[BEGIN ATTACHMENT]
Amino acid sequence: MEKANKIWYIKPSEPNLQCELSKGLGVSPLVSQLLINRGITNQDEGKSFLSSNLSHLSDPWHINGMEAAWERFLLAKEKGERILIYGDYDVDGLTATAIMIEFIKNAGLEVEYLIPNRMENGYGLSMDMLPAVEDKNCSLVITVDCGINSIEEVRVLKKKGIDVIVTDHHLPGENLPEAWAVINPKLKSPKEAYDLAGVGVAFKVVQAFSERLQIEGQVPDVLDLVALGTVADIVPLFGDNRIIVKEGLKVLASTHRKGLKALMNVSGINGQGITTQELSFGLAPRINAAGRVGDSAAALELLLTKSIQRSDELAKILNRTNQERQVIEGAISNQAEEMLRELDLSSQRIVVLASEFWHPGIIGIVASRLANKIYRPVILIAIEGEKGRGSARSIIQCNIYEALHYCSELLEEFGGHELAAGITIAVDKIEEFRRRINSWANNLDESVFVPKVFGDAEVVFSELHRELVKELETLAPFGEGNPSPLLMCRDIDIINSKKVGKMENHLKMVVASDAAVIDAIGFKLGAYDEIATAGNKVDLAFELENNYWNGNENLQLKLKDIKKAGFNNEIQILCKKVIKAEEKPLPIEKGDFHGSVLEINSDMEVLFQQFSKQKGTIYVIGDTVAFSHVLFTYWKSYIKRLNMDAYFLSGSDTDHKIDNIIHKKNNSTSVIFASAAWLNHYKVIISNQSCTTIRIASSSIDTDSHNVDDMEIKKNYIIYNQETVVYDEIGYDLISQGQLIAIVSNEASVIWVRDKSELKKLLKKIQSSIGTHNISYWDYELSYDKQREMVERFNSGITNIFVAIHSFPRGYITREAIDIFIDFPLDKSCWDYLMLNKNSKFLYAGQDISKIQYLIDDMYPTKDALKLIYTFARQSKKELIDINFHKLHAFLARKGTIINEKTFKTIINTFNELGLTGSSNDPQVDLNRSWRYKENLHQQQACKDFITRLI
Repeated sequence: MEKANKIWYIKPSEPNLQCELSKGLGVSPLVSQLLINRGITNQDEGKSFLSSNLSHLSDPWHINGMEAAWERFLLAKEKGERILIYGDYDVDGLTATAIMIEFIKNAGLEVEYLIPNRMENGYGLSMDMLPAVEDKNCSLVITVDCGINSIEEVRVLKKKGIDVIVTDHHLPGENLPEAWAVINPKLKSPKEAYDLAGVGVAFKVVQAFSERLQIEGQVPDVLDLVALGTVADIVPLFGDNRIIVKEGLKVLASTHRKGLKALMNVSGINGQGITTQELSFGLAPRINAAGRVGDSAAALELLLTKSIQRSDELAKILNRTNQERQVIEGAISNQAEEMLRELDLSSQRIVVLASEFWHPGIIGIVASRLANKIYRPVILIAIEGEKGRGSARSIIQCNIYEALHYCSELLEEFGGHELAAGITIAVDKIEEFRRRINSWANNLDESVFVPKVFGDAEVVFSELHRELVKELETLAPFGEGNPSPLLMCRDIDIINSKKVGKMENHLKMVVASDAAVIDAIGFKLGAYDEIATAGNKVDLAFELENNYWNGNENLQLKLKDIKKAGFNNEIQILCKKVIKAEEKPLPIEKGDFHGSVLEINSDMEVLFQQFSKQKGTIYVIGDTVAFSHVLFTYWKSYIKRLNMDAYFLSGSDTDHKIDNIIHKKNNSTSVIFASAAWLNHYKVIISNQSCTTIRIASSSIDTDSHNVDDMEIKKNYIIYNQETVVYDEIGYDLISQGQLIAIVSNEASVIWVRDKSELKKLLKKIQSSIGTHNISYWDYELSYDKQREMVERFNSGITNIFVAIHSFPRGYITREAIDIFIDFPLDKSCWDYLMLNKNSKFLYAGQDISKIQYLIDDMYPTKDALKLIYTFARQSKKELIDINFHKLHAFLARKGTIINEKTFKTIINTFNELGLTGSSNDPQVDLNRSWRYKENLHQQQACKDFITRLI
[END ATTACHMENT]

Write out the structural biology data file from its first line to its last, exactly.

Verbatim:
Amino acid sequence: MEKANKIWYIKPSEPNLQCELSKGLGVSPLVSQLLINRGITNQDEGKSFLSSNLSHLSDPWHINGMEAAWERFLLAKEKGERILIYGDYDVDGLTATAIMIEFIKNAGLEVEYLIPNRMENGYGLSMDMLPAVEDKNCSLVITVDCGINSIEEVRVLKKKGIDVIVTDHHLPGENLPEAWAVINPKLKSPKEAYDLAGVGVAFKVVQAFSERLQIEGQVPDVLDLVALGTVADIVPLFGDNRIIVKEGLKVLASTHRKGLKALMNVSGINGQGITTQELSFGLAPRINAAGRVGDSAAALELLLTKSIQRSDELAKILNRTNQERQVIEGAISNQAEEMLRELDLSSQRIVVLASEFWHPGIIGIVASRLANKIYRPVILIAIEGEKGRGSARSIIQCNIYEALHYCSELLEEFGGHELAAGITIAVDKIEEFRRRINSWANNLDESVFVPKVFGDAEVVFSELHRELVKELETLAPFGEGNPSPLLMCRDIDIINSKKVGKMENHLKMVVASDAAVIDAIGFKLGAYDEIATAGNKVDLAFELENNYWNGNENLQLKLKDIKKAGFNNEIQILCKKVIKAEEKPLPIEKGDFHGSVLEINSDMEVLFQQFSKQKGTIYVIGDTVAFSHVLFTYWKSYIKRLNMDAYFLSGSDTDHKIDNIIHKKNNSTSVIFASAAWLNHYKVIISNQSCTTIRIASSSIDTDSHNVDDMEIKKNYIIYNQETVVYDEIGYDLISQGQLIAIVSNEASVIWVRDKSELKKLLKKIQSSIGTHNISYWDYELSYDKQREMVERFNSGITNIFVAIHSFPRGYITREAIDIFIDFPLDKSCWDYLMLNKNSKFLYAGQDISKIQYLIDDMYPTKDALKLIYTFARQSKKELIDINFHKLHAFLARKGTIINEKTFKTIINTFNELGLTGSSNDPQVDLNRSWRYKENLHQQQACKDFITRLI
Repeated sequence: MEKANKIWYIKPSEPNLQCELSKGLGVSPLVSQLLINRGITNQDEGKSFLSSNLSHLSDPWHINGMEAAWERFLLAKEKGERILIYGDYDVDGLTATAIMIEFIKNAGLEVEYLIPNRMENGYGLSMDMLPAVEDKNCSLVITVDCGINSIEEVRVLKKKGIDVIVTDHHLPGENLPEAWAVINPKLKSPKEAYDLAGVGVAFKVVQAFSERLQIEGQVPDVLDLVALGTVADIVPLFGDNRIIVKEGLKVLASTHRKGLKALMNVSGINGQGITTQELSFGLAPRINAAGRVGDSAAALELLLTKSIQRSDELAKILNRTNQERQVIEGAISNQAEEMLRELDLSSQRIVVLASEFWHPGIIGIVASRLANKIYRPVILIAIEGEKGRGSARSIIQCNIYEALHYCSELLEEFGGHELAAGITIAVDKIEEFRRRINSWANNLDESVFVPKVFGDAEVVFSELHRELVKELETLAPFGEGNPSPLLMCRDIDIINSKKVGKMENHLKMVVASDAAVIDAIGFKLGAYDEIATAGNKVDLAFELENNYWNGNENLQLKLKDIKKAGFNNEIQILCKKVIKAEEKPLPIEKGDFHGSVLEINSDMEVLFQQFSKQKGTIYVIGDTVAFSHVLFTYWKSYIKRLNMDAYFLSGSDTDHKIDNIIHKKNNSTSVIFASAAWLNHYKVIISNQSCTTIRIASSSIDTDSHNVDDMEIKKNYIIYNQETVVYDEIGYDLISQGQLIAIVSNEASVIWVRDKSELKKLLKKIQSSIGTHNISYWDYELSYDKQREMVERFNSGITNIFVAIHSFPRGYITREAIDIFIDFPLDKSCWDYLMLNKNSKFLYAGQDISKIQYLIDDMYPTKDALKLIYTFARQSKKELIDINFHKLHAFLARKGTIINEKTFKTIINTFNELGLTGSSNDPQVDLNRSWRYKENLHQQQACKDFITRLI